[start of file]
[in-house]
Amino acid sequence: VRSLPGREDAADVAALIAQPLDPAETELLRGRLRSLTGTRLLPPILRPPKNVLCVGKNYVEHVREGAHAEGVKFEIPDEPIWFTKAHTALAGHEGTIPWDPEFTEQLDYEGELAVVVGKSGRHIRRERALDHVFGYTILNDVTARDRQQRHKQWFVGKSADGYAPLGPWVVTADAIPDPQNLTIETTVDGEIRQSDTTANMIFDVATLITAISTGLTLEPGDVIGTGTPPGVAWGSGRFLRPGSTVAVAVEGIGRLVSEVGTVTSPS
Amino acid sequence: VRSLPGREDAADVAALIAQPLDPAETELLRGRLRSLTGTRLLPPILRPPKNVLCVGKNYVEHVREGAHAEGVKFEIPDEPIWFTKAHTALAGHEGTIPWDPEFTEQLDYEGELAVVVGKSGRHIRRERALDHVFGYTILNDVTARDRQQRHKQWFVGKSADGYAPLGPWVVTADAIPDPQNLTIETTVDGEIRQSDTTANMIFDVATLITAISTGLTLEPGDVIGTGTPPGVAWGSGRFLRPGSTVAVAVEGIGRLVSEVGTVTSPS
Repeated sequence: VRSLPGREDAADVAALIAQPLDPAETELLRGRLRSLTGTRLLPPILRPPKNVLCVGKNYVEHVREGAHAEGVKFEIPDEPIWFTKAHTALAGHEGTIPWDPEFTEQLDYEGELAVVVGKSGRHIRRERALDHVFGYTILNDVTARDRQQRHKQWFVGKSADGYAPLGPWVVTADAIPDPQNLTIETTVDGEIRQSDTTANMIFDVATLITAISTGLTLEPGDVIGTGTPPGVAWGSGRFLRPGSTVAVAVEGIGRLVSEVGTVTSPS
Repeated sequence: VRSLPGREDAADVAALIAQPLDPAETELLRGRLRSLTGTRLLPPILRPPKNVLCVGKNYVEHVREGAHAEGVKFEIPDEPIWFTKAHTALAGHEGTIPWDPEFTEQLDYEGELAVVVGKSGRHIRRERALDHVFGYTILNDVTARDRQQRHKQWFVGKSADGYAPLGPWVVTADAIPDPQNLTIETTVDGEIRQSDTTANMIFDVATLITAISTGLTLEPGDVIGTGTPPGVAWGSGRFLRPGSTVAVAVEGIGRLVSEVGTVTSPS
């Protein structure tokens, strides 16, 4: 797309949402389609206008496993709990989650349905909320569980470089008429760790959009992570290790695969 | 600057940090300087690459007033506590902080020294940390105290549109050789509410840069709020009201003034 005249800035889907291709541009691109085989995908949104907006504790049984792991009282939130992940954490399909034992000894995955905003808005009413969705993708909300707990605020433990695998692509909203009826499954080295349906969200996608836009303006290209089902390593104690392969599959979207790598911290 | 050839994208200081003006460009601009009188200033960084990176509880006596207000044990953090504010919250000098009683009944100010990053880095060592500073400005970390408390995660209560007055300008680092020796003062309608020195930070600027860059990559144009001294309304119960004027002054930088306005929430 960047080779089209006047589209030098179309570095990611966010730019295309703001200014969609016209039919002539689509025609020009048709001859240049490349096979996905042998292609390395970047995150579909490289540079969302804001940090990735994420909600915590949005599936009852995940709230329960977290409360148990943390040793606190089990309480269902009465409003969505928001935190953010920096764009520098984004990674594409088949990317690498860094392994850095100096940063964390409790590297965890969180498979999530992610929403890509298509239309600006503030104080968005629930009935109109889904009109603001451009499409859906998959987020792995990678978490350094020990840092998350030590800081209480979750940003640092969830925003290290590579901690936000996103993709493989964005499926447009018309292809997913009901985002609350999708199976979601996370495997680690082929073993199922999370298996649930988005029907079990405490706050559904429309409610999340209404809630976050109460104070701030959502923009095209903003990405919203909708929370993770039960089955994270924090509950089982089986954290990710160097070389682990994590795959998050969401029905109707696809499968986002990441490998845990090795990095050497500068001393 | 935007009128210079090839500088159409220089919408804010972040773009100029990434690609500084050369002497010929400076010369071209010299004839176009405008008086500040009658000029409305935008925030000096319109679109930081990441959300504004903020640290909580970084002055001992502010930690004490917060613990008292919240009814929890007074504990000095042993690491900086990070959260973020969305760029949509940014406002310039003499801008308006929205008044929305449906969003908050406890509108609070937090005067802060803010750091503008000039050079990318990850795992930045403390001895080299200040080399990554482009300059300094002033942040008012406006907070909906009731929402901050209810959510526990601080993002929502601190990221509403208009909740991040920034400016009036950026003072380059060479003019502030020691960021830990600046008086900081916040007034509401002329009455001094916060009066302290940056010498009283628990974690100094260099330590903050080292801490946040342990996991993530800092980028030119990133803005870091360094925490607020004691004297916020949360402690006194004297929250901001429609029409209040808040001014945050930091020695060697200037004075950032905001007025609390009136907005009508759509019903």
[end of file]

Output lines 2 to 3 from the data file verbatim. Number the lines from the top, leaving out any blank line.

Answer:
Amino acid sequence: VRSLPGREDAADVAALIAQPLDPAETELLRGRLRSLTGTRLLPPILRPPKNVLCVGKNYVEHVREGAHAEGVKFEIPDEPIWFTKAHTALAGHEGTIPWDPEFTEQLDYEGELAVVVGKSGRHIRRERALDHVFGYTILNDVTARDRQQRHKQWFVGKSADGYAPLGPWVVTADAIPDPQNLTIETTVDGEIRQSDTTANMIFDVATLITAISTGLTLEPGDVIGTGTPPGVAWGSGRFLRPGSTVAVAVEGIGRLVSEVGTVTSPS
Amino acid sequence: VRSLPGREDAADVAALIAQPLDPAETELLRGRLRSLTGTRLLPPILRPPKNVLCVGKNYVEHVREGAHAEGVKFEIPDEPIWFTKAHTALAGHEGTIPWDPEFTEQLDYEGELAVVVGKSGRHIRRERALDHVFGYTILNDVTARDRQQRHKQWFVGKSADGYAPLGPWVVTADAIPDPQNLTIETTVDGEIRQSDTTANMIFDVATLITAISTGLTLEPGDVIGTGTPPGVAWGSGRFLRPGSTVAVAVEGIGRLVSEVGTVTSPS